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Commercial yields to continue growing

By Staff Reporter
Suburbs
7

Residential property yields may be languishing at all-time lows, but a new report has indicated that commercial property is doing just the opposite.

CBA’s latest Property Insights report indicates that Australian commercial property is set to break pricing records before the end of the year, with yields also surpassing previous highs.

Despite a 32 per cent drop in commercial property sales in the first half of 2015, the asset type continues to be popular with both domestic and international investors, CBA’s head of property strategy and research, corporate financial services, Kevin Stanley said.

“Despite strong price increases for commercial property in this cycle, Australian assets are still provoking significant investor interest — especially prime real estate generating stable income streams for the medium to long-term,” he said.

Mr Stanley attributed a new injection of foreign capital into the commercial sector as a major contributor to high yields and rising prices, which have been recovering since the GFC.

“With investor interest predicted to remain strong through the balance of 2015, prices are set to rise even higher. As a result, yields are on track to hit and surpass previous peaks, riding a fresh wave of purchases, particularly by international investors.”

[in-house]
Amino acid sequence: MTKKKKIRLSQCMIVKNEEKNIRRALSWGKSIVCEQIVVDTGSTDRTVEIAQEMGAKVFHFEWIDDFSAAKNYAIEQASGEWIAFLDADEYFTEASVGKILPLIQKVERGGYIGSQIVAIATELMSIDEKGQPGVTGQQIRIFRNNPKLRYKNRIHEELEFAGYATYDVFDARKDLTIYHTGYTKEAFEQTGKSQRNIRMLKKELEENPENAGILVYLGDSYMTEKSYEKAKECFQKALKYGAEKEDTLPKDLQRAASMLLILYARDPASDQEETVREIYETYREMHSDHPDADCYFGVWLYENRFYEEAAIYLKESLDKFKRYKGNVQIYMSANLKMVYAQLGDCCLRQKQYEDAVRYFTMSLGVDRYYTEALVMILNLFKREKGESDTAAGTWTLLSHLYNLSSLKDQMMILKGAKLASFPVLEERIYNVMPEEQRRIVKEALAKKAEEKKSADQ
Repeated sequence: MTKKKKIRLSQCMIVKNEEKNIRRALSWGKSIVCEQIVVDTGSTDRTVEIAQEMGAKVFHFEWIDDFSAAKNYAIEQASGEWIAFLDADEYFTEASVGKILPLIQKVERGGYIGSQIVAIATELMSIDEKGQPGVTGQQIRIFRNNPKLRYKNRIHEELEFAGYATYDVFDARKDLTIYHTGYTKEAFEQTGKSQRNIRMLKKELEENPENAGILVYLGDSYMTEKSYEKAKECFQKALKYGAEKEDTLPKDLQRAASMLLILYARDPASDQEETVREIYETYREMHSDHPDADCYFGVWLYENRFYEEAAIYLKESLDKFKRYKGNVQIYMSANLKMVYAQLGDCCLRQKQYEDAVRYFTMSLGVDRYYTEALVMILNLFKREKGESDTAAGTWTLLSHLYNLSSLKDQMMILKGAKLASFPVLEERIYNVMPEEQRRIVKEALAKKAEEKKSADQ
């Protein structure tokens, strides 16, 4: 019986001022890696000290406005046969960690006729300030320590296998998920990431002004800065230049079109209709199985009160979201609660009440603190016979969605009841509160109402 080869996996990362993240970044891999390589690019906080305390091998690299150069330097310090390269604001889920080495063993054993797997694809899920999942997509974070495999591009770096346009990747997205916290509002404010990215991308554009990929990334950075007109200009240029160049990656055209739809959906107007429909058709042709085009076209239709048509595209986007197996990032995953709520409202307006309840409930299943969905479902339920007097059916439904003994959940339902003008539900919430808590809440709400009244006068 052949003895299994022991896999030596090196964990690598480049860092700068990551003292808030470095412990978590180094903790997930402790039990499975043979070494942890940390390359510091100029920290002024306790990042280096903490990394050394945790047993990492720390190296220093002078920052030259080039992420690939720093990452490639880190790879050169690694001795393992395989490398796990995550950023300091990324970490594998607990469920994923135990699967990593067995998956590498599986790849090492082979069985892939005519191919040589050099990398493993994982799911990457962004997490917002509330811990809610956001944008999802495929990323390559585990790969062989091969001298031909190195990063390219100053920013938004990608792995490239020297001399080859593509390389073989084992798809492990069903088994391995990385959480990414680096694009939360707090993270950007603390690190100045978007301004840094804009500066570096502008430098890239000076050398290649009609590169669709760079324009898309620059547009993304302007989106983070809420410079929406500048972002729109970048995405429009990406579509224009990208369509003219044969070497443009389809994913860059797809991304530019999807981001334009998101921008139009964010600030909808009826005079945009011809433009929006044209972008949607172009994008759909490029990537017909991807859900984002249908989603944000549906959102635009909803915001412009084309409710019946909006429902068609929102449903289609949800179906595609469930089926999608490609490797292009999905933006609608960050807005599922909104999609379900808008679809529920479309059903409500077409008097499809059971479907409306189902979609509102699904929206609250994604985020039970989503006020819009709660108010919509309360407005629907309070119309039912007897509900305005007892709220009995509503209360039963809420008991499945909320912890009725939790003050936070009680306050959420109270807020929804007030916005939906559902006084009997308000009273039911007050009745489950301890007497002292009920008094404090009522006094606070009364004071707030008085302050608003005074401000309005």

Sydney and Melbourne are emerging as the clear leaders in the CBD-based commercial markets, according to the report.

“As demand for office space in the Melbourne CBD and Sydney CBD bounces back, these markets are predicted to lead short-term growth,” the report stated.

This will work to create a further disparity between the remainder of Australia’s capitals, a situation familiar to the residential property market.

“The Brisbane, Perth and Adelaide CBD’s and the Canberra region are less likely to see high levels of trading, other than for very prime quality assets or selective value-add opportunities,” the report read.

At a weighted average of 7.01 per cent, yields for commercial properties in suburban and regional areas remain higher than city-based stock.

Mr Stanley said that despite a drop from last year’s $30 billion turnover, overall commercial transactions are still performing above long-term averages. 

“Commercial property transactions are forecast to jump to around $10 billion in the second half of 2015, rounding out the calendar year with a total of close to $20 billion.

Mr Stanley advised investors to seek medium-term opportunities, despite short-term growth still being achievable.

“At this late stage of the current cycle, it would be advisable for investors to adopt a medium-term view. However, it is not too late to invest in commercial property in the short term and see prices rise," he said.

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